The hike to the overlook is about .6 miles and combines a dirt path with some wooden steps and rocks.
We finished off the lovely afternoon with a picnic lunch back at the bottom of the trail. The visitor area has a handful of picnic tables with a great view!
On our second day on the Blue Ridge Parkway, we came from the same direction (Waynesville) and drove past all the viewpoints from the day prior. (Hence, why we recommend just continuing on as part of one full day. It will save you a lot of time!)
From the turnoff for Waterrock Knob, you’ll keep going about 5 miles until you reach US-19 S. Head left on US-19 S toward the town of Cherokee. You’ll be looking for Soco Falls (on the left).
TIP: It is easy to drive by this spot if you’re not looking! There are not any signs indicating a parking area. Coming from the Blue Ridge Parkway direction, be on the lookout for signs that you are entering Cherokee land. After that, keep an eye out for a very small blue sign indicating the falls are .5 miles away. From what I’ve read, the sign is wrong and the falls are actually closer! That’s probably why we drove right past the first time!
There is a short walk to an observation deck with a view of Soco Falls. However, if you like to hike, there is a steep trail going down to the bottom of the falls.
NOTE: Be very careful if you decide to go to the bottom. This trail is not maintained and can be slippery. You will need shoes with a good tread.
The view from the bottom is very beautiful and serene. There is just something about waterfalls that we love!
This next stop can be tricky if you lose cell phone service (and GPS) like we did. From Soco Falls, you will continue the same direction on US-19 S for about 10 miles. The road will split in the town of Cherokee, and you’ll head right onto State Road 1368. At that point you will be only a few miles away.
If you don’t like stairs, this might not be the waterfall for you! While the hike is not strenuous, you will have to climb about 150 steps to get to the falls. We promise it’s worth it!
Once you make it to the observation platform, you can climb down to the bottom and walk on the old logs and rocks.
Back on the Blue Ridge Parkway
Once you’ve wrapped up at Mingo Falls, the drive will take you back onto the Blue Ridge Parkway to head back towards Waynesville. From the falls, you’ll take Sherill Cove Road to Big Cove Road and then get on US-441 N, which will deposit you onto the Blue Ridge Parkway entrance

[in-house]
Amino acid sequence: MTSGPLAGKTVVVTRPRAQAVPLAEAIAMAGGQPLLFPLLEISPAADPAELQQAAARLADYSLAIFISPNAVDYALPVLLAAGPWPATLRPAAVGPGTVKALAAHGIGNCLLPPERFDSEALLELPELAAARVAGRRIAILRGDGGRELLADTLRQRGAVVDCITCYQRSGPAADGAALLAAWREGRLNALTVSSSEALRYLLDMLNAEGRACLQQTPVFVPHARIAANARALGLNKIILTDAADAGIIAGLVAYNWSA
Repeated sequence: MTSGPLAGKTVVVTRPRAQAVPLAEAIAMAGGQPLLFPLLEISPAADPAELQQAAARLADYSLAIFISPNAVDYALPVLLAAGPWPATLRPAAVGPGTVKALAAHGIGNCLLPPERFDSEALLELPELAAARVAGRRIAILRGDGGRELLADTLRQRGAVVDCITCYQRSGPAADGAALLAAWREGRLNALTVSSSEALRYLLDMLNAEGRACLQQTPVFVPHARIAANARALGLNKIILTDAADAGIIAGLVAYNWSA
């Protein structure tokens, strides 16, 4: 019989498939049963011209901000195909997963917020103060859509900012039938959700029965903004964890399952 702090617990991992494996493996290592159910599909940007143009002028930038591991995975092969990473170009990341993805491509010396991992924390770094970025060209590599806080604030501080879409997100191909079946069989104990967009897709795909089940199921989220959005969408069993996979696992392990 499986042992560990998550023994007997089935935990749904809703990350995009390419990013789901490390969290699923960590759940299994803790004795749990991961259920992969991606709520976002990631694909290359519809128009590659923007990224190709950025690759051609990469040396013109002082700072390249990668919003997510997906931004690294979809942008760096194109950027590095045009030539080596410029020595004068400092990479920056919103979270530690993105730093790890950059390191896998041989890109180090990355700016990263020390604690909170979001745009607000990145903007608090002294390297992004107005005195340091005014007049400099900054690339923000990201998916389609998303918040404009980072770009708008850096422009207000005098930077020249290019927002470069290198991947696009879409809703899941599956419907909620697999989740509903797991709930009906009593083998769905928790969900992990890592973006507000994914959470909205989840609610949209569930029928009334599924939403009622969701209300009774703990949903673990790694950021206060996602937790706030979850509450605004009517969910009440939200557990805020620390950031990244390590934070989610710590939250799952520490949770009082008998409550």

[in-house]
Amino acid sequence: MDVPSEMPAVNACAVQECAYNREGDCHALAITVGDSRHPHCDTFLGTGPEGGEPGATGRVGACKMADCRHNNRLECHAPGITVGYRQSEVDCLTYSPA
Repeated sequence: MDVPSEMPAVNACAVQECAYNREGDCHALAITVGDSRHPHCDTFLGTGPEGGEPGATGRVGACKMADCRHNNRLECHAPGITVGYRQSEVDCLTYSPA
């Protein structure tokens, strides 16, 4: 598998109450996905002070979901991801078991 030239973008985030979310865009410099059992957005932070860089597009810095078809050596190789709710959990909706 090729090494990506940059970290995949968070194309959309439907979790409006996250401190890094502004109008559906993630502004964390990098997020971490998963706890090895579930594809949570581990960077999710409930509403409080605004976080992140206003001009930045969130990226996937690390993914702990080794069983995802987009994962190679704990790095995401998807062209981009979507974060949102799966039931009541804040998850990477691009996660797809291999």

Raven Fork Overlook
The first overlook we stopped at on the way back was Raven Fork. At this point, you may feel like you’ve stopped at enough overlooks but we enjoyed seeing the different views at each of them. Here you’ll be at milepost 467.
Rattlesnake Mountain Tunnel
The Blue Ridge Parkway has a total of 26 throughout the 469 mile road and you’ll pass a few of them if you follow our route. Rattlesnake Mountain Tunnel is at milepost 465. We slowed down to snap this photo out the window because there was no one else around, but there wasn’t really a good area to pull over.
Thomas Divide Overlook
Thomas Divide Overlook is at milepost 463. The view is partially blocked by the large trees that have grown along the side of the mountain.
We were obviously here during the daytime, but some nighttime visitors have reported glowing lights in the sky from this viewpoint. Just do a quick online search and you’ll see several articles and posts about it!
The Rest of the Blue Ridge Parkway
We wish we could have seen more of the Parkway and would definitely like to return sometime (especially during Autumn when the leaves are changing)! There is so much to see and do, not only along the Parkway but in the surrounding areas as well.
TIP: If you decide to spend some time in Asheville, make sure to check out our Guide to Visiting the Biltmore Estate beforehand!
Enjoy our blog post? Pin it to share with others!